Biden at an event in Cedar Rapids the weekend before the Iowa caucuses. Photo: Justin Sullivan/Getty Images
DES MOINES, Iowa — Former Sen. Chris Dodd (D-Conn.), a friend and top surrogate for Joe Biden, said Sunday that if Bernie Sanders were the Democratic nominee, he'd have a "very difficult time" beating President Trump and pose a "serious" threat to Speaker Nancy Pelosi's ability to retain control of the House.
Why it matters: On the eve of the Iowa caucuses, Biden surrogates are testing electability arguments against Sen. Sanders, the perceived front-runner there, while lowering expectations about how well the former vice president may do in the first contest in the nation.
- Dodd, Iowa Attorney General Tom Miller and Biden campaign senior adviser Symone Sanders spoke with reporters at a roundtable hosted by Bloomberg News in Des Moines.
What they're saying:
- "We view Iowa as the beginning, not the end," Symone Sanders said, calling the results in the first four contests — Iowa, New Hampshire, Nevada and South Carolina — "four parts of one whole."
- “This nominating contest will go well into Super Tuesday and beyond,” she said.
- Dodd said many of Sanders' views are “not mainstream views of Democrats" and that Medicare for All is “a great mistake."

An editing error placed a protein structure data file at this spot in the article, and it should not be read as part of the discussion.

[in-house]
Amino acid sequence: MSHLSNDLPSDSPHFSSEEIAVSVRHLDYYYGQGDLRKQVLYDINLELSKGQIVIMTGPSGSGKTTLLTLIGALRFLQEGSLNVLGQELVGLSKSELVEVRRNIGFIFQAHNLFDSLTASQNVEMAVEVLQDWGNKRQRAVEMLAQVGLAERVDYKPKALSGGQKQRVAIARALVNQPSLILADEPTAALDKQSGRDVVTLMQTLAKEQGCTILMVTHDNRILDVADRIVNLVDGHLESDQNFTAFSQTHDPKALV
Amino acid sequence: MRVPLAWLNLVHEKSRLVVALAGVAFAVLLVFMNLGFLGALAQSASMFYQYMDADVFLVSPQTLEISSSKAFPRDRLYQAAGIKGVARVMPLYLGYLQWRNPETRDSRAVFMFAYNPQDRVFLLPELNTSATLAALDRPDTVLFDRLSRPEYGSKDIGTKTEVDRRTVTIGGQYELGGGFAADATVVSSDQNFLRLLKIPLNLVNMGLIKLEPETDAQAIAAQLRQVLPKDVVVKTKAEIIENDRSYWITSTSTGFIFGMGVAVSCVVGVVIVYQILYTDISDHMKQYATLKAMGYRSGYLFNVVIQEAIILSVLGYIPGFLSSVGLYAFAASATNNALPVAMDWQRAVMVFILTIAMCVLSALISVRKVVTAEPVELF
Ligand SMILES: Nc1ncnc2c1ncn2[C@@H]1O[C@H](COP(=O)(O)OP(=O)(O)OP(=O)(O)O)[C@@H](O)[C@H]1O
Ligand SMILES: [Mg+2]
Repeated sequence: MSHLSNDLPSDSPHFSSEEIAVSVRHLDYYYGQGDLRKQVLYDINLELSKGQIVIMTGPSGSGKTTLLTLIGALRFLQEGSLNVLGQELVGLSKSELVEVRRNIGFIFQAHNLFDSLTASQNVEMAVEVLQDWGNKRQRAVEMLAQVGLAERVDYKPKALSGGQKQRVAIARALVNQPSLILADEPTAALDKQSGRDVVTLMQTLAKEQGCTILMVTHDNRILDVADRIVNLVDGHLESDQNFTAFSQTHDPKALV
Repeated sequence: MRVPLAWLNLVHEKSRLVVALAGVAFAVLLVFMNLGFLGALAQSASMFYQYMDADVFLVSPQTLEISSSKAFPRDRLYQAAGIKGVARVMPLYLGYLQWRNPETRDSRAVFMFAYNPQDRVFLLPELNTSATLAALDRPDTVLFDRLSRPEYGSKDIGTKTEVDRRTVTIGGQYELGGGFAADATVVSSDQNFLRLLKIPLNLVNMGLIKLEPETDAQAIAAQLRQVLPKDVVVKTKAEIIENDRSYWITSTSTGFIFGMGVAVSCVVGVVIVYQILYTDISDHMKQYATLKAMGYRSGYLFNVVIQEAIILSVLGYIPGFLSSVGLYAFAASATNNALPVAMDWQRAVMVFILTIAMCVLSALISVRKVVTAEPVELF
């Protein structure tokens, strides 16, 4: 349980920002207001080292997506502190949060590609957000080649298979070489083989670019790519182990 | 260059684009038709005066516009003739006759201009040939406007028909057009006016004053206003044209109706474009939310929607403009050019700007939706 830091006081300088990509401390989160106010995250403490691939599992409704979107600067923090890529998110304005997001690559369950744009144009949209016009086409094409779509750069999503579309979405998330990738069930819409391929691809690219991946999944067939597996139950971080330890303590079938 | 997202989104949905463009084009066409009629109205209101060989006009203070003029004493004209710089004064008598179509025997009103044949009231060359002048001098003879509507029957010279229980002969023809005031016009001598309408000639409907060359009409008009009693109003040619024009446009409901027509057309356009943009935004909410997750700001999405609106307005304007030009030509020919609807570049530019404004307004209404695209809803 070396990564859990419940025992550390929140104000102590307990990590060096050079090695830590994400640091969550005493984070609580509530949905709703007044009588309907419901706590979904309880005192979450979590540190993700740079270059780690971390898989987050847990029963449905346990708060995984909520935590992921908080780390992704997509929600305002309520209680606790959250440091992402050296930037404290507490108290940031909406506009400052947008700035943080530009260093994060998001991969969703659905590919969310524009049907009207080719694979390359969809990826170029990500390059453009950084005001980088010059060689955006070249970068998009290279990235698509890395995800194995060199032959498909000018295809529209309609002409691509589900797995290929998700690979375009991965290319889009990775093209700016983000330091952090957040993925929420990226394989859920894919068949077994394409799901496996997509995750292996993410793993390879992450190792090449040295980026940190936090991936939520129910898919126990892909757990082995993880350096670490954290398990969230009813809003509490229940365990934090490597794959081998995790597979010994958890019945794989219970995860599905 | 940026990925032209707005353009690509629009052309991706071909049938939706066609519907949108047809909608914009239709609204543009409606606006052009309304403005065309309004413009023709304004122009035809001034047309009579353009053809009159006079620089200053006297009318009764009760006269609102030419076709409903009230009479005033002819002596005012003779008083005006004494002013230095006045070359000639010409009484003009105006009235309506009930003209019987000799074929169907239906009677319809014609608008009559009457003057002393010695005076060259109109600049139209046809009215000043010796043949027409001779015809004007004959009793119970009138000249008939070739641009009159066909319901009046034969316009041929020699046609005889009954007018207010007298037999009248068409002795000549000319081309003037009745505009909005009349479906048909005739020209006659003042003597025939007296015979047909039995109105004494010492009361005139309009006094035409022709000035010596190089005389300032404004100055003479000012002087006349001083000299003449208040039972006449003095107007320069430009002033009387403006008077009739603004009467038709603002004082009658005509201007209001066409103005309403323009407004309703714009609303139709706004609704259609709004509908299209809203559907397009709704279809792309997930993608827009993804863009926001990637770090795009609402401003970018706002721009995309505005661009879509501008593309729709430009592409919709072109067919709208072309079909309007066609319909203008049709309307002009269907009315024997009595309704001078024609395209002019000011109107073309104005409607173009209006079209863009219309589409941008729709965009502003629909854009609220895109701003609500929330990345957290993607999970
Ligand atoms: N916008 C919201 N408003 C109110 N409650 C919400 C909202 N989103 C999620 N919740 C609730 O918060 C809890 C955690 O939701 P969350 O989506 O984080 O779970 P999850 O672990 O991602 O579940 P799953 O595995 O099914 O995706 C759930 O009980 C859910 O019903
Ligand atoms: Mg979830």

- Dodd acknowledged Sanders' appeal to many younger voters by saying they respond to the passion of "absolutes" and "black-and-white" arguments more than other voters.
- But Trump would have a "field day" running against socialism, and that would have repercussions down the ballot, Dodd said. "Nancy Pelosi does not want to become the minority leader in the House again," he said, adding that “in the long run, you’ve got to win on Nov. 3."
Between the lines: Sanders is drawing the crowds and the money, and he has risen to the top spot in the Iowa Democratic polling average tracked by RealClearPolitics. With less than 48 hours to go, a highly anticipated Des Moines Register poll with CNN was pulled at the last minute Saturday night because of concerns about the administering of the questions.